Not a good day for music mags…

It’s another bad week for music criticism, not only are studies saying no-one wants/needs it anymore but now comes news of of the UK ABC figures which reads gloomily as follows…

Future Publishing’s Metal Hammer ended the half year up 6.0% with 48,540 readers, although this was still down 1.2% on the year.

Also making gains was Channelfly’s free title The Fly, which saw its readership up 2.1% on the quarter and 11.1% on the year at 105,212, just behind Bauer’s Mojo, which posted a 0.1% rise in readership for the half year to 106,367.

Development Hell’s Word magazine posted a 1.7% gain for the quarter, although it was down 3.0% on the year.

The biggest loser overall was Bauer’s rock title Kerrang!, which posted a 21.6% drop in readership for the half year to 60,290, an eye-watering 27.9% down on the year.

IPC’s flagship title NME was down 12.1% for the half year and 17.4% for the year at 56,284 readers, while sister title Uncut was down 4.5% over the six months and up 1.2% for the year with 86,925 readers.

Bauer’s Q, which yesterday announced an autumn re-design, remains the country’s biggest-selling music title, despite losing 13.8% of its readership in the half year, leaving it with 113,174 readers.

Among the dance magazine, Development Hell’s Mixmag lost 5.8% of its readership over the six month, falling to 34,073, while the independently-published free title RWD was down 5.8% on the half year at 31,333.

Music magazines endured a difficult first half of 2008, with only Metal Hammer making significant gains, while Kerrang!, NME and Q all saw double digit falls in readership.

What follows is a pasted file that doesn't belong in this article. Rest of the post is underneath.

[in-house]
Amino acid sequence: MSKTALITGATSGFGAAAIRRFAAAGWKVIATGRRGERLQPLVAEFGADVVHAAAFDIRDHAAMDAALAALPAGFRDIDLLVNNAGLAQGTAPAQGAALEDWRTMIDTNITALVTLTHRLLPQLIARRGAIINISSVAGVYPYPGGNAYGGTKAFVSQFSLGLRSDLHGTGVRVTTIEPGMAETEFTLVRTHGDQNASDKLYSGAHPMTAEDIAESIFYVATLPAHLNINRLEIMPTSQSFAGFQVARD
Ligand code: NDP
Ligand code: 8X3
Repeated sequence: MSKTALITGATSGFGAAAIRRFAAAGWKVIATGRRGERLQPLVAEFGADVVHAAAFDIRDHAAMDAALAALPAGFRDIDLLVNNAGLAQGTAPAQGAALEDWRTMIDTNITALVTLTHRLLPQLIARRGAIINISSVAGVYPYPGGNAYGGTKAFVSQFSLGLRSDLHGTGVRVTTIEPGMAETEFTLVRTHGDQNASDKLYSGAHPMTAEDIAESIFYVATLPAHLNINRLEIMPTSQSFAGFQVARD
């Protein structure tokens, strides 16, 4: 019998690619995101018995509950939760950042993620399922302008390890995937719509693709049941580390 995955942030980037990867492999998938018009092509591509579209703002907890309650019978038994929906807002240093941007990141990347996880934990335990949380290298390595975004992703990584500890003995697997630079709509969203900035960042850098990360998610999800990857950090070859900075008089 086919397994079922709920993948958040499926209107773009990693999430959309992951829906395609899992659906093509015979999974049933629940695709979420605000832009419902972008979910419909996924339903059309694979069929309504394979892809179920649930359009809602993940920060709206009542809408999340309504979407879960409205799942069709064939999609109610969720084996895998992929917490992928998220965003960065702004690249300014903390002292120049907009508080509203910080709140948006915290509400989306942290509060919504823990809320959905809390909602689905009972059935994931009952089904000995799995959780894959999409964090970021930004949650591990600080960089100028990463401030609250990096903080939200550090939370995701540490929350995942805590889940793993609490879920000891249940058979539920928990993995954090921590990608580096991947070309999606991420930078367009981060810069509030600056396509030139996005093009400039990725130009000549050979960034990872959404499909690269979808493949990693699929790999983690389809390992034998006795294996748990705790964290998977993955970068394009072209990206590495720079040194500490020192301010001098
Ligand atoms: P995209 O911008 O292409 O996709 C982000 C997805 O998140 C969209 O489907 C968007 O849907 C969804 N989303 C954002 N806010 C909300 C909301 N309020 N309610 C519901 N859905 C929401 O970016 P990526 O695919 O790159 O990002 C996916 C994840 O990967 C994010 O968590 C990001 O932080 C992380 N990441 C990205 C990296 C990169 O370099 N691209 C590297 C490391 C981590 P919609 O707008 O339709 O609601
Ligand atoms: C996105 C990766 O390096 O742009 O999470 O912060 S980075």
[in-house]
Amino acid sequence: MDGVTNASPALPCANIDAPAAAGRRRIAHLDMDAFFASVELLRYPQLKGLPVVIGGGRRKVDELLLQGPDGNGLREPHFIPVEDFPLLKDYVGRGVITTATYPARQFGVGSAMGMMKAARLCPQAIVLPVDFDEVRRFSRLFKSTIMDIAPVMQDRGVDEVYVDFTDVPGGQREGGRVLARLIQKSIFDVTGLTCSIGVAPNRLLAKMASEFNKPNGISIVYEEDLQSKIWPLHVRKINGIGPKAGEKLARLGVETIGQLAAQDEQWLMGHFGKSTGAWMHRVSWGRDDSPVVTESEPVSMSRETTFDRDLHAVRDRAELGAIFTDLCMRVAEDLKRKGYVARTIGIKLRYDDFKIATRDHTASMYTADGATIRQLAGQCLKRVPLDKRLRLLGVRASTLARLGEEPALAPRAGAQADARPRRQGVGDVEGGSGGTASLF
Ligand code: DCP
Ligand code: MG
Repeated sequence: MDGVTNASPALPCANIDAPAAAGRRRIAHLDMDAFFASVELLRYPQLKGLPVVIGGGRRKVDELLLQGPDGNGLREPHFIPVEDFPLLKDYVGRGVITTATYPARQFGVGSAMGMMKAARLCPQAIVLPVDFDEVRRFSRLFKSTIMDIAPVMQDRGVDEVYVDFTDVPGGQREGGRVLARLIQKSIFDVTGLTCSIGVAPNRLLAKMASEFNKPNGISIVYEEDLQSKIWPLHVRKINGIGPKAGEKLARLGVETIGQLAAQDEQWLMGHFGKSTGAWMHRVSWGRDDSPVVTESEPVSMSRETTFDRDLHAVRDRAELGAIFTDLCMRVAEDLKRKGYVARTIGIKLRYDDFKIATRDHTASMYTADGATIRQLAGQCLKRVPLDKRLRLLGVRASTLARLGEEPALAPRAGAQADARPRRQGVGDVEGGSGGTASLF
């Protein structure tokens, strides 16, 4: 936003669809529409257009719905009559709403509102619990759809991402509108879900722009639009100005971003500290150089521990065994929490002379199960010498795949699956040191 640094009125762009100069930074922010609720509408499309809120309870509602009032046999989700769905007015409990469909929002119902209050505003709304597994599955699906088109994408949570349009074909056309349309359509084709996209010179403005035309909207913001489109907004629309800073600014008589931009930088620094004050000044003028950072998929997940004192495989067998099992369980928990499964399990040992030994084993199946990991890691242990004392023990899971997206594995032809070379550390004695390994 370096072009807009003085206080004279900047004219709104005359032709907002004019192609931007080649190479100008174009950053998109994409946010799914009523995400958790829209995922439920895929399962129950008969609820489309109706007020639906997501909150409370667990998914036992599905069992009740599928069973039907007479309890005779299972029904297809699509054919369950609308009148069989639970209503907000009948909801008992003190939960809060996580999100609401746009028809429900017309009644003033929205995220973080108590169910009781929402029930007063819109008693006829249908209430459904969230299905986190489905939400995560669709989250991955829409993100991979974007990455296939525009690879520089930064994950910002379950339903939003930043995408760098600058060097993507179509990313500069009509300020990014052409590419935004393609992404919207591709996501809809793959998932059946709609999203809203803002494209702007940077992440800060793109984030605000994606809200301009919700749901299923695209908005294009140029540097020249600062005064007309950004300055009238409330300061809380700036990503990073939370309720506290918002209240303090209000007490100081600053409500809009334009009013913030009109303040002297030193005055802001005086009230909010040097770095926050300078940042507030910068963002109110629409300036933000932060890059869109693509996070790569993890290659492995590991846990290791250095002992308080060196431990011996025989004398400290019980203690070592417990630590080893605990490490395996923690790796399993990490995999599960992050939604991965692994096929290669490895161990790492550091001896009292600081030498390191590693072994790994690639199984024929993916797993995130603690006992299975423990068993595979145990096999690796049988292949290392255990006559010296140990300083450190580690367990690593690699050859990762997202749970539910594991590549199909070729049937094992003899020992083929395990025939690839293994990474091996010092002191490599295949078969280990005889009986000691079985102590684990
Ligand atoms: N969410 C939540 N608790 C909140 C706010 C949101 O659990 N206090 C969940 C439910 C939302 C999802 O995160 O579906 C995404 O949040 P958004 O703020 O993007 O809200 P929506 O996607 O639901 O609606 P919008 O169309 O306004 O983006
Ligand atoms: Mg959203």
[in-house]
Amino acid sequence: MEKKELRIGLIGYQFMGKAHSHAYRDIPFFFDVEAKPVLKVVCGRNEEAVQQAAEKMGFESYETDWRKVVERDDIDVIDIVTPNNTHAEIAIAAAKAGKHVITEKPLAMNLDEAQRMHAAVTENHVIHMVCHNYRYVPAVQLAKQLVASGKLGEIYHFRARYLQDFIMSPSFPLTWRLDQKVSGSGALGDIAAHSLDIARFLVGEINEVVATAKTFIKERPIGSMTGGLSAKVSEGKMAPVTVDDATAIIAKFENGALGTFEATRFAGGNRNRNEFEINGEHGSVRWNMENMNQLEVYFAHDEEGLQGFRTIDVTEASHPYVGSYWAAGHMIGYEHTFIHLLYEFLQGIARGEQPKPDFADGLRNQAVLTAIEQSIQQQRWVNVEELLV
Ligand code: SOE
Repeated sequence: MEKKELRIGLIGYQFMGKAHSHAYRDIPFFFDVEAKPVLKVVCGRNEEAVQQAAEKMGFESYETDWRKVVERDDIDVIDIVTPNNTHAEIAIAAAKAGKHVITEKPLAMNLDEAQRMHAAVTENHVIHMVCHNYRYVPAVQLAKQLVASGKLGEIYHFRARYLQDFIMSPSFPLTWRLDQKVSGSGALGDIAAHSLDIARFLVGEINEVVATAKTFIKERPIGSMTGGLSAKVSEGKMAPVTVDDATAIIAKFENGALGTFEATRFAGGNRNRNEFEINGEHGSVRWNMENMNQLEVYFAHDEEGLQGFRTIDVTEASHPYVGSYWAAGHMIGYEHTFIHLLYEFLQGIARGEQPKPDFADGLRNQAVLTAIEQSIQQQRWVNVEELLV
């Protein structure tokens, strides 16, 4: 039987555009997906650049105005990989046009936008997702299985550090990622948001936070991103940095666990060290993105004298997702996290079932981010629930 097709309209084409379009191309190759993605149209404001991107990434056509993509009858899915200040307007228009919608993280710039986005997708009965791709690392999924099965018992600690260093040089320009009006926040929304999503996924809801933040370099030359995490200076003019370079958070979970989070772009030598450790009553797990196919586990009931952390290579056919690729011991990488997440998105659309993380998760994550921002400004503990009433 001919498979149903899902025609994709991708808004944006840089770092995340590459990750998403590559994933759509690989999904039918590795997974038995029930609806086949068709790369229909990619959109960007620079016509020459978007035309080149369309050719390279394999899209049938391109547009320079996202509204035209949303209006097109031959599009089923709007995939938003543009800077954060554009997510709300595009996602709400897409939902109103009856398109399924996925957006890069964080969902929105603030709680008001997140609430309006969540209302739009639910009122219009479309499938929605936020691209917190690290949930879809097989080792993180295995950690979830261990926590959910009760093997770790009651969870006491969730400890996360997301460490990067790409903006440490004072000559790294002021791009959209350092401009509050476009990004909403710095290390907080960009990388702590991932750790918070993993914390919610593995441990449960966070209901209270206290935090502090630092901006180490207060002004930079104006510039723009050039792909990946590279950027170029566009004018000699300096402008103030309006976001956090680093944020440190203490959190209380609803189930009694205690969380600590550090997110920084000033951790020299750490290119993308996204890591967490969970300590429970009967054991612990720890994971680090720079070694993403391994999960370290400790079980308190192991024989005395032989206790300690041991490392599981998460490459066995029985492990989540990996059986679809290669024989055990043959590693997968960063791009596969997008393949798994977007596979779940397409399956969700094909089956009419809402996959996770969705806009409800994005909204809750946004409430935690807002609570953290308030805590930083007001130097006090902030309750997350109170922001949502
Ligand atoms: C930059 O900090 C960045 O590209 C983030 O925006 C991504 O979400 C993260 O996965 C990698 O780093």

Source Music Week

Published in: on August 14, 2008 at 1:45 pm  Comments (3)  

The URI to TrackBack this entry is:

RSS feed for comments on this post.

3 CommentsLeave a comment

  1. Do you think its that nobody wants to read it anymore or more that with the internet people can now chose to find out exactly what they want when they want it and from sources that they know they more often than not support?

  2. If the magazine is good, people will buy it.

  3. I think that the instant nature of internet news means that print publications are redundant for keeping people up to date on current affairs. However that shouldn’t stop them from releasing high quality reviews, live reviews and most importantly exclusive features.

    This is where the magazines are falling down, because they are not featuring the right artists, oddly, people are far more interested in unsigned Britain, and the under dogs than the top 10 selling artists which for example NME will heavily feature because they get money from the labels.

    How exactly do The Fly gauge their readership? it’s free there is no sales figure?

Leave a Reply

Fill in your details below or click an icon to log in: Logo

You are commenting using your account. Log Out /  Change )

Google photo

You are commenting using your Google account. Log Out /  Change )

Twitter picture

You are commenting using your Twitter account. Log Out /  Change )

Facebook photo

You are commenting using your Facebook account. Log Out /  Change )

Connecting to %s

%d bloggers like this: